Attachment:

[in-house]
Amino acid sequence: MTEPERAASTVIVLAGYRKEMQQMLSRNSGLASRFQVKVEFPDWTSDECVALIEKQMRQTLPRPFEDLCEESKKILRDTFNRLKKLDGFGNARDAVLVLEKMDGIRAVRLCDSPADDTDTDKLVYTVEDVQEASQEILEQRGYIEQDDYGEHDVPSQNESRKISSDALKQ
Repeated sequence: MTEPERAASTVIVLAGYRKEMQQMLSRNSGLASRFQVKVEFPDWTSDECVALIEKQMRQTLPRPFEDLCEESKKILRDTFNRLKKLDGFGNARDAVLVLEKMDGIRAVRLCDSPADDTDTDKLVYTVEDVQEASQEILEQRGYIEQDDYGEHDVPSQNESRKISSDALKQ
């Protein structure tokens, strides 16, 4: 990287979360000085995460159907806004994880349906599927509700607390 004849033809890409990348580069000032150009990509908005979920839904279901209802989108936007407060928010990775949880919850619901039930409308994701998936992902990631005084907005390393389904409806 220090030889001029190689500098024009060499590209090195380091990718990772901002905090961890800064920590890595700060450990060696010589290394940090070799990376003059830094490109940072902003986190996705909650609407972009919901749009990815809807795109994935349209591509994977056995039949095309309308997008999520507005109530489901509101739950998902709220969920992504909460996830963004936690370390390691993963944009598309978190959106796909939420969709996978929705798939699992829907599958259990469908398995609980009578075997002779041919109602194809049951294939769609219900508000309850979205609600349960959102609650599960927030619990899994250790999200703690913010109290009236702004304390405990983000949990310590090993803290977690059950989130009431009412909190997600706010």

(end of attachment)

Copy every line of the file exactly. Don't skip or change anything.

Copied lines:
[in-house]
Amino acid sequence: MTEPERAASTVIVLAGYRKEMQQMLSRNSGLASRFQVKVEFPDWTSDECVALIEKQMRQTLPRPFEDLCEESKKILRDTFNRLKKLDGFGNARDAVLVLEKMDGIRAVRLCDSPADDTDTDKLVYTVEDVQEASQEILEQRGYIEQDDYGEHDVPSQNESRKISSDALKQ
Repeated sequence: MTEPERAASTVIVLAGYRKEMQQMLSRNSGLASRFQVKVEFPDWTSDECVALIEKQMRQTLPRPFEDLCEESKKILRDTFNRLKKLDGFGNARDAVLVLEKMDGIRAVRLCDSPADDTDTDKLVYTVEDVQEASQEILEQRGYIEQDDYGEHDVPSQNESRKISSDALKQ
């Protein structure tokens, strides 16, 4: 990287979360000085995460159907806004994880349906599927509700607390 004849033809890409990348580069000032150009990509908005979920839904279901209802989108936007407060928010990775949880919850619901039930409308994701998936992902990631005084907005390393389904409806 220090030889001029190689500098024009060499590209090195380091990718990772901002905090961890800064920590890595700060450990060696010589290394940090070799990376003059830094490109940072902003986190996705909650609407972009919901749009990815809807795109994935349209591509994977056995039949095309309308997008999520507005109530489901509101739950998902709220969920992504909460996830963004936690370390390691993963944009598309978190959106796909939420969709996978929705798939699992829907599958259990469908398995609980009578075997002779041919109602194809049951294939769609219900508000309850979205609600349960959102609650599960927030619990899994250790999200703690913010109290009236702004304390405990983000949990310590090993803290977690059950989130009431009412909190997600706010």